A bill that would require more California children to be vaccinated before they enter school passed a key Senate committee Wednesday as more than 100 parents protested that it would deprive many young people of a public education.
The measure cleared the Senate Education Committee on a bipartisan 7-2 vote after its authors agreed to changes that would make it easier for parents to home-school their children if they decided against immunization.
The bill goes next to the Senate Judiciary Committee, a seven-member panel that includes five lawmakers who have voted for or are co-authors of the bill. The proposal must also pass the Appropriations Committee before it can reach the Senate floor and, if it passes there, transfer to the Assembly.
The legislation, by Democratic Sens. Richard Pan of Sacramento and Ben Allen of Santa Monica, would eliminate parents’ option to exempt their children from state-required vaccinations on grounds of personal belief.
The only waiver available would be for medical reasons.
“While this bill won’t reach everyone, it will increase everyone’s safety against preventable diseases,” Allen told the education committee Wednesday. “We think we’ve struck a fair balance here that provides more options to parents who are concerned about not vaccinating their children.”
Sens. Connie Leyva (D-Chino) and Sharon Runner (R-Lancaster) voted against the bill.
“I just still have a concern it will not go far enough to help a two-income family who can’t home-school their child or a single, working parent,” Leyva said during the short debate before the vote.
More than 100 opponents of the bill, many wearing red shirts, packed the committee hearing room, although no public testimony was taken.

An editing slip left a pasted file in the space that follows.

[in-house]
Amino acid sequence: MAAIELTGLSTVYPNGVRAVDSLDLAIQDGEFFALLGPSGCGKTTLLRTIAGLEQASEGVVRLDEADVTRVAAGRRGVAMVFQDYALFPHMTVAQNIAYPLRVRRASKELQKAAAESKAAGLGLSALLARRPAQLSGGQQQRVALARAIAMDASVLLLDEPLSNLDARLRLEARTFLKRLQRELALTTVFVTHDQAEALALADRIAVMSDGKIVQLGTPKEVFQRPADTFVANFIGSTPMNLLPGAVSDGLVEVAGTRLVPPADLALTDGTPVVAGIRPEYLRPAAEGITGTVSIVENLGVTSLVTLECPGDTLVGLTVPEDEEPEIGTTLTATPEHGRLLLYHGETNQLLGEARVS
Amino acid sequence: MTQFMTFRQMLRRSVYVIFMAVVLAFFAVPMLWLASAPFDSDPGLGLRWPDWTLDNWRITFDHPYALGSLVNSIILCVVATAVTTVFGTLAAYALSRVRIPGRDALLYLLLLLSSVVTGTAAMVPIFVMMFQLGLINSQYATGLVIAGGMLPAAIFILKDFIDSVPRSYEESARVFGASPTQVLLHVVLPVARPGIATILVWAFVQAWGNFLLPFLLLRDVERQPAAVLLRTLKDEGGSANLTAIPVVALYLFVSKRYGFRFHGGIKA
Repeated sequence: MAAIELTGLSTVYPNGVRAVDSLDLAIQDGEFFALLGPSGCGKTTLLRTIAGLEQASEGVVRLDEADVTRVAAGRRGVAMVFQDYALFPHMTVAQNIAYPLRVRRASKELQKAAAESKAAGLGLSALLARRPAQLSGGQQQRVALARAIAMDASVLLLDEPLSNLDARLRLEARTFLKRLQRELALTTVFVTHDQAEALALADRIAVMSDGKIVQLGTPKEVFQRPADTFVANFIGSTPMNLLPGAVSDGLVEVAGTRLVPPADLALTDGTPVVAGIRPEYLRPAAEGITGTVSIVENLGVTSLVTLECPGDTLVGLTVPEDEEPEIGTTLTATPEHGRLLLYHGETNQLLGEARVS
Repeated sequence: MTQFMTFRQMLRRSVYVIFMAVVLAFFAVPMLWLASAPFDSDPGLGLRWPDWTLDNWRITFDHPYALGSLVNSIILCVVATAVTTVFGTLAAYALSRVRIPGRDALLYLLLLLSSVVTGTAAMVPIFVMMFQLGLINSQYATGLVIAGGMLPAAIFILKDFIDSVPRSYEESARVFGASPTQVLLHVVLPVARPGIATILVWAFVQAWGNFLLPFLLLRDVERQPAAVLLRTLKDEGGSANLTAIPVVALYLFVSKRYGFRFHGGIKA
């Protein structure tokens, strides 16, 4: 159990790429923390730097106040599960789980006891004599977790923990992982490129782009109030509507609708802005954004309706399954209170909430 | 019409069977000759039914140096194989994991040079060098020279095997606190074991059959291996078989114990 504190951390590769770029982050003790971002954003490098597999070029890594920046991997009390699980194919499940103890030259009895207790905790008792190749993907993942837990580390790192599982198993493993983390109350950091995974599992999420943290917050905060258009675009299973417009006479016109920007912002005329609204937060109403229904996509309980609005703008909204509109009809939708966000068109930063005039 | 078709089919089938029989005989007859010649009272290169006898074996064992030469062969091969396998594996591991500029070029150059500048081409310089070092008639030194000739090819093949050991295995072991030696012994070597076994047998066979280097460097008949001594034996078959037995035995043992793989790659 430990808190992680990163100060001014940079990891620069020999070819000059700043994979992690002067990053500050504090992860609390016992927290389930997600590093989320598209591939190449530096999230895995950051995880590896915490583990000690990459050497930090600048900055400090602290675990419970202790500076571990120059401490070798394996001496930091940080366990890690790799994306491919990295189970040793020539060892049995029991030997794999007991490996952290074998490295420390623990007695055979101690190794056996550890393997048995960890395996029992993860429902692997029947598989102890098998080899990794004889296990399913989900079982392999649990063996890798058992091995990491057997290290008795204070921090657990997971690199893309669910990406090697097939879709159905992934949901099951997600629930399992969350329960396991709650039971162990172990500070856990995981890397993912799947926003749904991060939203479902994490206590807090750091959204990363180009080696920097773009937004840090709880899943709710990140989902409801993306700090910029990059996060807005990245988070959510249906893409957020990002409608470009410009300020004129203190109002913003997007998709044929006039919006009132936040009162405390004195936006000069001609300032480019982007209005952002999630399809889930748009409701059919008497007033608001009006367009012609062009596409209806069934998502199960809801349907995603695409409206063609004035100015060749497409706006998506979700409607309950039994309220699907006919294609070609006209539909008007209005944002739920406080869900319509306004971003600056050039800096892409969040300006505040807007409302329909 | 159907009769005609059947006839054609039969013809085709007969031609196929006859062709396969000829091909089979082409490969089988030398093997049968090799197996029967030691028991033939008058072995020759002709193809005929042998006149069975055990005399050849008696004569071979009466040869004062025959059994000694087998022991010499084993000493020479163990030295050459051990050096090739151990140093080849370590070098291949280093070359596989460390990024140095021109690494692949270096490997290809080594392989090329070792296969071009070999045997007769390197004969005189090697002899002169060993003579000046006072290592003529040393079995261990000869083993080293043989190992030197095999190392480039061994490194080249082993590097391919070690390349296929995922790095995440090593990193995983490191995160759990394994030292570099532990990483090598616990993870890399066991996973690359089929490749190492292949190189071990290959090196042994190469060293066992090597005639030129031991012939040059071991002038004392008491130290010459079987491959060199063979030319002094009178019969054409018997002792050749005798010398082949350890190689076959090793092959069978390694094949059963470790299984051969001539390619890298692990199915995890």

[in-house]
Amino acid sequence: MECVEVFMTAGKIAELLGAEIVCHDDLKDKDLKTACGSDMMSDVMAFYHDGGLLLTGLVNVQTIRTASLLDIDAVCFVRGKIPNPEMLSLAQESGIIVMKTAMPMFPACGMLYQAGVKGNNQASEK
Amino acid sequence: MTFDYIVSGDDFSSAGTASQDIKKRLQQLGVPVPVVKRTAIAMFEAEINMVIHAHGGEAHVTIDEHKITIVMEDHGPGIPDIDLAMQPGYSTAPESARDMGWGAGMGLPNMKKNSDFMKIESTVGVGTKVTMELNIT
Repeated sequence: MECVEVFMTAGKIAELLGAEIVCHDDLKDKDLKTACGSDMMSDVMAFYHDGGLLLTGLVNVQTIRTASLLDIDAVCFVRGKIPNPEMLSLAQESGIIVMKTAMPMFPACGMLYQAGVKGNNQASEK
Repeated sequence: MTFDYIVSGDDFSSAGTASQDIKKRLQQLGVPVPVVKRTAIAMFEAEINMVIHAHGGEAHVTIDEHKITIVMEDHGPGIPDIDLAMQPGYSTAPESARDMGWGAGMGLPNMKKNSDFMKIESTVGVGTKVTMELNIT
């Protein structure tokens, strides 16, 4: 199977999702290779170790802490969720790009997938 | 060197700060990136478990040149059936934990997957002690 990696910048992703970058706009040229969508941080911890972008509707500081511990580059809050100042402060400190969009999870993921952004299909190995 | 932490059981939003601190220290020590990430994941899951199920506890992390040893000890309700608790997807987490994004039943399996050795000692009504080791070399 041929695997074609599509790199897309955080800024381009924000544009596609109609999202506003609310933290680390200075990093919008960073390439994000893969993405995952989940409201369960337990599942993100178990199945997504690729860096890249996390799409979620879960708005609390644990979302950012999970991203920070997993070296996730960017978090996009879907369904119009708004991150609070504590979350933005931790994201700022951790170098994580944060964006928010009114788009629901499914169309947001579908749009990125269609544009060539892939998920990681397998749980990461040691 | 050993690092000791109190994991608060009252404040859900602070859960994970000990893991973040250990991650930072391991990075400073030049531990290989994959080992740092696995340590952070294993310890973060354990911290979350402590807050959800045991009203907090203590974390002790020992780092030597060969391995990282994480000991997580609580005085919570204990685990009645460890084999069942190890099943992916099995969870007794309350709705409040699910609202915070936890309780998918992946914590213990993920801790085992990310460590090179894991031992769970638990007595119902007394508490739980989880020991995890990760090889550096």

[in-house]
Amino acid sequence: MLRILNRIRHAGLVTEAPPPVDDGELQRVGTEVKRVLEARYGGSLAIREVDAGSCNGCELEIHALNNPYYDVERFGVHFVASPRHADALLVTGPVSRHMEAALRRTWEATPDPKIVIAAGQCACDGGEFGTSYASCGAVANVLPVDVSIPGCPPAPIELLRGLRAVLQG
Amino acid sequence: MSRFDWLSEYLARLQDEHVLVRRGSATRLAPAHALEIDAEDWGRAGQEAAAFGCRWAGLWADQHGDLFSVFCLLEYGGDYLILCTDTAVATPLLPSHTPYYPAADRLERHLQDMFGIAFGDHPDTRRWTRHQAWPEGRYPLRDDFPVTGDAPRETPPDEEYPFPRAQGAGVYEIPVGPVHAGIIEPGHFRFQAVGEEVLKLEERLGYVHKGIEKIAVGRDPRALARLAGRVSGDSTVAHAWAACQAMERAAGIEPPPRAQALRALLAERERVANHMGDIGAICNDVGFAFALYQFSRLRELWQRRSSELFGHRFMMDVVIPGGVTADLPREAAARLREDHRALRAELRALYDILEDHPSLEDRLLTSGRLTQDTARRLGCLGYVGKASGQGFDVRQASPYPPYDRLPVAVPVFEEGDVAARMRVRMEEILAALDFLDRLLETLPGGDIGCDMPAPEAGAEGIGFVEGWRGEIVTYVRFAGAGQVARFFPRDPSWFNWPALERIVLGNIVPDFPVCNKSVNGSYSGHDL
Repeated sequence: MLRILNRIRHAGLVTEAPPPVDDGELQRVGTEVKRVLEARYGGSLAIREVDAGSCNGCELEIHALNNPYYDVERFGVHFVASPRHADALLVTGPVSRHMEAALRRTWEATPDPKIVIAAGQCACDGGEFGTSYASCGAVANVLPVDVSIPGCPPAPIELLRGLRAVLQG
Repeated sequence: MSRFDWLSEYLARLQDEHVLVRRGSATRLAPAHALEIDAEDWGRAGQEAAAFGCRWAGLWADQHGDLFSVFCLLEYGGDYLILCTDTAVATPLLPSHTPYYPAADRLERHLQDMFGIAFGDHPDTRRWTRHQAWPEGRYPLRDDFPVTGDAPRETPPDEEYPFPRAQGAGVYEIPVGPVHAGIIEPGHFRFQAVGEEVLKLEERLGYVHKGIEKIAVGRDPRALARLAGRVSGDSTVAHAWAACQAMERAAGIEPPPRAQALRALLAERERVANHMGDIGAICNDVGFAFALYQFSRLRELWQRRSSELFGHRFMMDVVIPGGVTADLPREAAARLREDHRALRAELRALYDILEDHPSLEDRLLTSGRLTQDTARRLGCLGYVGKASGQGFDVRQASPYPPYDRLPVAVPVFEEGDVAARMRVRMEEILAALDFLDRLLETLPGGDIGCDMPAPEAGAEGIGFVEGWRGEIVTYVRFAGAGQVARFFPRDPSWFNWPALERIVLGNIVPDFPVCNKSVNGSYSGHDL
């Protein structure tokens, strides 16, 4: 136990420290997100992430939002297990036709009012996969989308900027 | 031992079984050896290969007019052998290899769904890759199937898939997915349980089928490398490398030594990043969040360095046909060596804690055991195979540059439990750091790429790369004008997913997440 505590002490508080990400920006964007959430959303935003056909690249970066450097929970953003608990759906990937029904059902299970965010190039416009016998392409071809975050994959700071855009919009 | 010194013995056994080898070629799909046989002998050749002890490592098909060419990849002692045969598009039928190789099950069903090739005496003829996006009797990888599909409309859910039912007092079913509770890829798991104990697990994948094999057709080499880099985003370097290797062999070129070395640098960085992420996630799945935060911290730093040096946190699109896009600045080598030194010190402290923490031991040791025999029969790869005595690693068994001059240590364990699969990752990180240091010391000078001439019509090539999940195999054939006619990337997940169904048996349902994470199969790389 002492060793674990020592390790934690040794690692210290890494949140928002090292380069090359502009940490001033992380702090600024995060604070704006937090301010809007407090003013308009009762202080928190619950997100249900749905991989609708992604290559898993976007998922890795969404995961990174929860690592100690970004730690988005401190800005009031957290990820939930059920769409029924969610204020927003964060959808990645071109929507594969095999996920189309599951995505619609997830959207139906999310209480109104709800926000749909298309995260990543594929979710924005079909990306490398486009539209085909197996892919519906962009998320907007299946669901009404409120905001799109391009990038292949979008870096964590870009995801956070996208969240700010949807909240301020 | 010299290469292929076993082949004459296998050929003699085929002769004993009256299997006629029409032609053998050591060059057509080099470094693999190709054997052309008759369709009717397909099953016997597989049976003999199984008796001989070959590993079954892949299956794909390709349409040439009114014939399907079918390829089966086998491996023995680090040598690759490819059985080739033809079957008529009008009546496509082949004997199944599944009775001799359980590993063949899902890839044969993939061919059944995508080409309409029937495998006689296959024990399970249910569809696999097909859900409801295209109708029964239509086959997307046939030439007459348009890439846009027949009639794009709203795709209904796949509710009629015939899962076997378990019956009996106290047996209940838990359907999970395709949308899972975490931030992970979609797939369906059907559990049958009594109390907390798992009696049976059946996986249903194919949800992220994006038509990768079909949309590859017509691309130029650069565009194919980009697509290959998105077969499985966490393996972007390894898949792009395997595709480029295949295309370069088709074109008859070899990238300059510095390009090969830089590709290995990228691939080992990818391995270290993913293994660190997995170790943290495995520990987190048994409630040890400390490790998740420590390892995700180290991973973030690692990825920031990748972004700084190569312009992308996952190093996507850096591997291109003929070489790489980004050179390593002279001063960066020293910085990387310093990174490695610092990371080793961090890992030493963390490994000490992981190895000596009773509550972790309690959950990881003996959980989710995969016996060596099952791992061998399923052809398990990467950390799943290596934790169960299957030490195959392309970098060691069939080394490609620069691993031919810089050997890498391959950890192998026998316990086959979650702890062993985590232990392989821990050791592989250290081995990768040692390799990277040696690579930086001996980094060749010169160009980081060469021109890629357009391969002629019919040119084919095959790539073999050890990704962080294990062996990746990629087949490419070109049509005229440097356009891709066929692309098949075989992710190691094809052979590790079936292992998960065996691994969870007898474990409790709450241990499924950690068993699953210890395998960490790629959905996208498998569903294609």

“I am shocked and disappointed” by the vote, said Tina Kimmel, who identified herself as a former research scientist with the state Department of Public Health.
Many in the crowd said afterward that they would continue their protest as the bill wends its way through the Legislature.
Last week, many parents and children testified against the proposal, saying that they didn’t believe vaccines were safe and that they were worried the bill would deprive young people of the right to an education. Committee members including Chairwoman Carol Liu (D-La Cañada Flintridge) had voiced similar concerns.
Pan and Allen subsequently altered their bill to make it possible for multiple families to join in home-schooling their children without having them vaccinated. Another change added an exemption for students enrolled in an independent study program run by a public school system.
The authors did not agree to an amendment proposed by some committee members that would have retained California’s existing exemption from vaccines on religious grounds.
Liu voted for the measure Wednesday, even though she said it “has a long way to go” to fully address her concerns.
More than 13,500 California kindergarten students have immunization waivers because of their parents’ personal beliefs, including 2,764 based on religious beliefs, state health statistics show.
Pan and Allen’s proposed restrictions were introduced partly in response to a measles outbreak that began at Disneyland and eventually infected 131 California residents and at least 26 people in seven other states, Canada and Mexico.